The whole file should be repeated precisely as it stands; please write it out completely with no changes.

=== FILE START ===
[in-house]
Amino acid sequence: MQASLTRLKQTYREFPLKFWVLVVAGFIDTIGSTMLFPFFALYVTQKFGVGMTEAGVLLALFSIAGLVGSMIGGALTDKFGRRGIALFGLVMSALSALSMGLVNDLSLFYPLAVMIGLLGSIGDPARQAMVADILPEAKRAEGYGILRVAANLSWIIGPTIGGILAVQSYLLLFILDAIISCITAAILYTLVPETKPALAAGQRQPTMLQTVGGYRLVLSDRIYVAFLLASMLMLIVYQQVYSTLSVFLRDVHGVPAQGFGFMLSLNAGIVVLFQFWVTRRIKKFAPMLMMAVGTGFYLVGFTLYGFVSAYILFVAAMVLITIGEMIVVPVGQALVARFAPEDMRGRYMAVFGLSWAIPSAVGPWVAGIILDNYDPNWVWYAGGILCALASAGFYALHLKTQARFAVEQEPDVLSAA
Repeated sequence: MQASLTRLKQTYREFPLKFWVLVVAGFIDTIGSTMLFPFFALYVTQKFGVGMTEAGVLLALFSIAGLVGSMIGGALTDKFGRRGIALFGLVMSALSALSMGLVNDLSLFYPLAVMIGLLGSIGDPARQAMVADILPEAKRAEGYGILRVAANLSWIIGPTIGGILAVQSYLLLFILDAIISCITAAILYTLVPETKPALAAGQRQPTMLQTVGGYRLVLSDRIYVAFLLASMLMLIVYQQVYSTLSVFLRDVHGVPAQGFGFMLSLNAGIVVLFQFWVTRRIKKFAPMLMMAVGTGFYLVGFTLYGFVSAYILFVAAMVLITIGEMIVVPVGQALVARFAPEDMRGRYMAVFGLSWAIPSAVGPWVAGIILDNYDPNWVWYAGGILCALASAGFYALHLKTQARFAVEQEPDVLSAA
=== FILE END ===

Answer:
[in-house]
Amino acid sequence: MQASLTRLKQTYREFPLKFWVLVVAGFIDTIGSTMLFPFFALYVTQKFGVGMTEAGVLLALFSIAGLVGSMIGGALTDKFGRRGIALFGLVMSALSALSMGLVNDLSLFYPLAVMIGLLGSIGDPARQAMVADILPEAKRAEGYGILRVAANLSWIIGPTIGGILAVQSYLLLFILDAIISCITAAILYTLVPETKPALAAGQRQPTMLQTVGGYRLVLSDRIYVAFLLASMLMLIVYQQVYSTLSVFLRDVHGVPAQGFGFMLSLNAGIVVLFQFWVTRRIKKFAPMLMMAVGTGFYLVGFTLYGFVSAYILFVAAMVLITIGEMIVVPVGQALVARFAPEDMRGRYMAVFGLSWAIPSAVGPWVAGIILDNYDPNWVWYAGGILCALASAGFYALHLKTQARFAVEQEPDVLSAA
Repeated sequence: MQASLTRLKQTYREFPLKFWVLVVAGFIDTIGSTMLFPFFALYVTQKFGVGMTEAGVLLALFSIAGLVGSMIGGALTDKFGRRGIALFGLVMSALSALSMGLVNDLSLFYPLAVMIGLLGSIGDPARQAMVADILPEAKRAEGYGILRVAANLSWIIGPTIGGILAVQSYLLLFILDAIISCITAAILYTLVPETKPALAAGQRQPTMLQTVGGYRLVLSDRIYVAFLLASMLMLIVYQQVYSTLSVFLRDVHGVPAQGFGFMLSLNAGIVVLFQFWVTRRIKKFAPMLMMAVGTGFYLVGFTLYGFVSAYILFVAAMVLITIGEMIVVPVGQALVARFAPEDMRGRYMAVFGLSWAIPSAVGPWVAGIILDNYDPNWVWYAGGILCALASAGFYALHLKTQARFAVEQEPDVLSAA